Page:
Former Vatican bank chief sentenced to 9 years for embezzlement


Jan. 22 (UPI) — The former head of the Vatican bank has been sentenced to almost nine years in prison for money laundering and a real estate embezzlement scheme during the pontificates of Pope John Paul II and Pope Benedict.

The Tribunal of the Vatican City State sentenced Angelo Caloia, 81, former president of the bank called the Institute for Works of Religion, and two of his lawyers Thursday after a decades-old investigation into the straw-buyer sales of almost 30 Vatican-owned properties between 2001 and 2008, a statement from the Holy See’s press office said.


Caloia, the highest-ranking bank official to be charged in a series of Vatican bank investigations, and his lawyer Gabriele Liuzzo, 97, were both sentenced to eight years and eleven months in prison. Liuzzo’s son Lamberto, 55, was sentenced to five years and two months for money laundering.

Caloia and his colleagues were indicted in 2018, when prosecutors said they participated in a scheme to sell 29 Vatican-owned properties around Rome at reduced prices to false buyers, who then flipped them for market value and gave kickbacks to the bank president and his associates.

The bank lost approximately $41.3 million in potential revenue because of artificially low real estate sale prices, prosecutors said. They also accused the trio of pocketing an additional $23.1 million in kickbacks, hidden in Swiss bank accounts.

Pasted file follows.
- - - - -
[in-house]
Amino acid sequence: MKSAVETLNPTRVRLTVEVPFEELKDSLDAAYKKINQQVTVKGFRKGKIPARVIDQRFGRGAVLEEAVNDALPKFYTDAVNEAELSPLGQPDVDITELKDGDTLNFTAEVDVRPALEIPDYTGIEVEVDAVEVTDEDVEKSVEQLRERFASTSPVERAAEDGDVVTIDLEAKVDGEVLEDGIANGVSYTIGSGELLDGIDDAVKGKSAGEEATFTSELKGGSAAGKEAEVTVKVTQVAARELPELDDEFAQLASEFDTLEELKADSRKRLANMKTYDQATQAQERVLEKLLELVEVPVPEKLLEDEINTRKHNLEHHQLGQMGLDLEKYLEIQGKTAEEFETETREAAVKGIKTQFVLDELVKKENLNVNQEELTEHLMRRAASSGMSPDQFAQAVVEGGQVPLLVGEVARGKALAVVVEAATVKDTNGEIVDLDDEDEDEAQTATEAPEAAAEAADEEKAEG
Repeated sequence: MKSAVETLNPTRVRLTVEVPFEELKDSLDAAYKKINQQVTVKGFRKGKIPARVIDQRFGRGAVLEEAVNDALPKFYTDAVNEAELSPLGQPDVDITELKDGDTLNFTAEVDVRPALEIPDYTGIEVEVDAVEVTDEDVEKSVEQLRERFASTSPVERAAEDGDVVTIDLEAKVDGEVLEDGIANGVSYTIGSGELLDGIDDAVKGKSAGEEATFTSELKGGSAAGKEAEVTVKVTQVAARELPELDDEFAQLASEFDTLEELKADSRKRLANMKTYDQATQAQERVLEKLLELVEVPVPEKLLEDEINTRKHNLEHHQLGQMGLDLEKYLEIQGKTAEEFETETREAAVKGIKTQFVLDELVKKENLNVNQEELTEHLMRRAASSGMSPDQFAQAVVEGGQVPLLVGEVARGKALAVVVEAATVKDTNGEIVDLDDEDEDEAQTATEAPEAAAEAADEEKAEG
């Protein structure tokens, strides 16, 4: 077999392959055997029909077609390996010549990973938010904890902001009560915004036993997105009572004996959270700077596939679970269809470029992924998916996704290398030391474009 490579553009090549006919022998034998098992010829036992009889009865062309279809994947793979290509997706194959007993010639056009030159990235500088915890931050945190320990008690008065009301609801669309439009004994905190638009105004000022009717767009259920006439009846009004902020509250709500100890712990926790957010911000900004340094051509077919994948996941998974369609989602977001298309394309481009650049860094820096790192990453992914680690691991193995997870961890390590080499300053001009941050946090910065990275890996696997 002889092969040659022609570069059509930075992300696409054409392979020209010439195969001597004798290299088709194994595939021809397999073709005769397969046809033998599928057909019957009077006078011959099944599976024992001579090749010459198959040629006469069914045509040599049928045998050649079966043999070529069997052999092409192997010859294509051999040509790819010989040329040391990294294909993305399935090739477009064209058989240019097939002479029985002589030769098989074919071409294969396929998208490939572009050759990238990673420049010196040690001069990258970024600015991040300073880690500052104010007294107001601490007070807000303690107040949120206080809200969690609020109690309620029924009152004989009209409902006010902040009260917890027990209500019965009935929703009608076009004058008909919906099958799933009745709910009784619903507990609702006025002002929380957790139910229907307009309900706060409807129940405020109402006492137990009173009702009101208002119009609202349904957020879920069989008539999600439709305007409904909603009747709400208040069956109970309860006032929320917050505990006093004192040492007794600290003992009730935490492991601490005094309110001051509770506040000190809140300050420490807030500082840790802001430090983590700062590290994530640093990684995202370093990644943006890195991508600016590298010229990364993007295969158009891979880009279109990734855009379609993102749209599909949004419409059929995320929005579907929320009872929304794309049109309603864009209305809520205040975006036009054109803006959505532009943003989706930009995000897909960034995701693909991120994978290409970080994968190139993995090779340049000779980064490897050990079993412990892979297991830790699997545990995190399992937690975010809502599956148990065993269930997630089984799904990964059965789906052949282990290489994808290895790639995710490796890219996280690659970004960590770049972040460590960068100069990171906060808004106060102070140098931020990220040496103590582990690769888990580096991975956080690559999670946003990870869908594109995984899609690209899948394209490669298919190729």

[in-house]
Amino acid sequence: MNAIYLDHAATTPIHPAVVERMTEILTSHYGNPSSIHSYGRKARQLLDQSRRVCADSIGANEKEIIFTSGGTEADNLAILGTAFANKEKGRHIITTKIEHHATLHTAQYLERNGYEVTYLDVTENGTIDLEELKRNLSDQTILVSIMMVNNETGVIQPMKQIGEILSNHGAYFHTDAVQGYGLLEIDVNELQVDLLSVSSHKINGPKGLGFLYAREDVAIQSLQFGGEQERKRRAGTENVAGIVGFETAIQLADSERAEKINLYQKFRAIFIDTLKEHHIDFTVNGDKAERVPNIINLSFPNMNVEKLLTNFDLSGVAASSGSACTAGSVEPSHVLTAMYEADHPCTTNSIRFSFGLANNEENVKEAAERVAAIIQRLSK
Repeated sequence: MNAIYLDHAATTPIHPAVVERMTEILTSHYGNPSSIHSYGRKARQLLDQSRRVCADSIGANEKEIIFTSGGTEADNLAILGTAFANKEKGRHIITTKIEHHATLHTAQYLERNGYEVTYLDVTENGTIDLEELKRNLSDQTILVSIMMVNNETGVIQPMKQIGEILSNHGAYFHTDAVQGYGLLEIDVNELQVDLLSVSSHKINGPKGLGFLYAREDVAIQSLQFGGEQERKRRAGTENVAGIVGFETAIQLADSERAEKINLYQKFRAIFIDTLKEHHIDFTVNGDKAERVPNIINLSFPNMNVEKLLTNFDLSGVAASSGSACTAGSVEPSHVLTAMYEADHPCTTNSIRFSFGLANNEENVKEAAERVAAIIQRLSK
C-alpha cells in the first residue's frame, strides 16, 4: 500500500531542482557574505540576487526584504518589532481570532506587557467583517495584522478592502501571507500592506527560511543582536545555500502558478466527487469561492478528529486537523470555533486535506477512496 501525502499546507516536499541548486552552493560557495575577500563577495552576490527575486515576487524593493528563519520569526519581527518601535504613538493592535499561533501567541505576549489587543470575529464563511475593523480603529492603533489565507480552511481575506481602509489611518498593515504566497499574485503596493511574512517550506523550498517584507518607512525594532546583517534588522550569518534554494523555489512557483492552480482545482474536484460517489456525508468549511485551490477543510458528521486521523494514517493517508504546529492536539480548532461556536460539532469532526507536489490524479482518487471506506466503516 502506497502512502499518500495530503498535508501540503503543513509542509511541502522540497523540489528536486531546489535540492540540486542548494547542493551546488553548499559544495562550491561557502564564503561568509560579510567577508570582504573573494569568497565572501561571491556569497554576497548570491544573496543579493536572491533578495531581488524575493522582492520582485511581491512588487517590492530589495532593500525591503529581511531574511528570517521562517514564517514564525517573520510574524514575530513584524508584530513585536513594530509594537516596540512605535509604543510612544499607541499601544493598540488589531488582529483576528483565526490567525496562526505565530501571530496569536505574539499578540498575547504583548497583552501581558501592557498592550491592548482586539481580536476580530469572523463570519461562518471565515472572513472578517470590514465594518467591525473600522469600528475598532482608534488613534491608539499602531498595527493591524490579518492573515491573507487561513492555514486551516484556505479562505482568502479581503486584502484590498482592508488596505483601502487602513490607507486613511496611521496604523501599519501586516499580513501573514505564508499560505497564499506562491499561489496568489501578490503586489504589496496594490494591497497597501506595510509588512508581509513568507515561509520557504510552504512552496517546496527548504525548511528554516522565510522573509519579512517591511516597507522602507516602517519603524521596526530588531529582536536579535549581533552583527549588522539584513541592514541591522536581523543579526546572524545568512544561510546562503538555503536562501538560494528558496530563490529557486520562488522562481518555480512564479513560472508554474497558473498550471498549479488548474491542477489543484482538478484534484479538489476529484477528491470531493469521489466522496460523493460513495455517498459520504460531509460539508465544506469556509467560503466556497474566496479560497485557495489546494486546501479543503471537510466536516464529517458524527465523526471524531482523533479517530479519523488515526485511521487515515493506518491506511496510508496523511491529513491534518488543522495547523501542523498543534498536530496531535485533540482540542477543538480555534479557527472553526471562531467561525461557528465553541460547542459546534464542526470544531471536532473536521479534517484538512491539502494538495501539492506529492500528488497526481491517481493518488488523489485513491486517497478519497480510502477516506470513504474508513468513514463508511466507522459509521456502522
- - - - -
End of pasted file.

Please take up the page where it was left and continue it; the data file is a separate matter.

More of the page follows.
The defendants were permanently banned from holding public office and were ordered to forfeit sums totaling approximately $46.2 million, plus another $28 million as part of a separate civil suit.

Before the verdict, Caloia said he was innocent and called himself a “victim” of “operations orchestrated by other people,” Euronews reported. The three men said they would appeal the sentences.

The Vatican promised to continue to investigate financial irregularities involving the bank, saying that the convictions were “the first application of the legislation introduced in December 2018, within the more general framework of the adaptation of Vatican legislation to international standards for combatting money laundering, corruption and other serious crimes.”

The IOR was founded by papal decree by Pope Pius XII in 1942 as a repository for the thousands of Catholic religious orders worldwide.

After a number of banking scandals and financial irregularities, Pope Benedict and the Vatican embarked on a series of reforms of the Vatican banking system in 2010, which have been continued by Pope Francis, who oversaw the reorganization of the bank, including closing hundreds of suspect accounts, in 2014.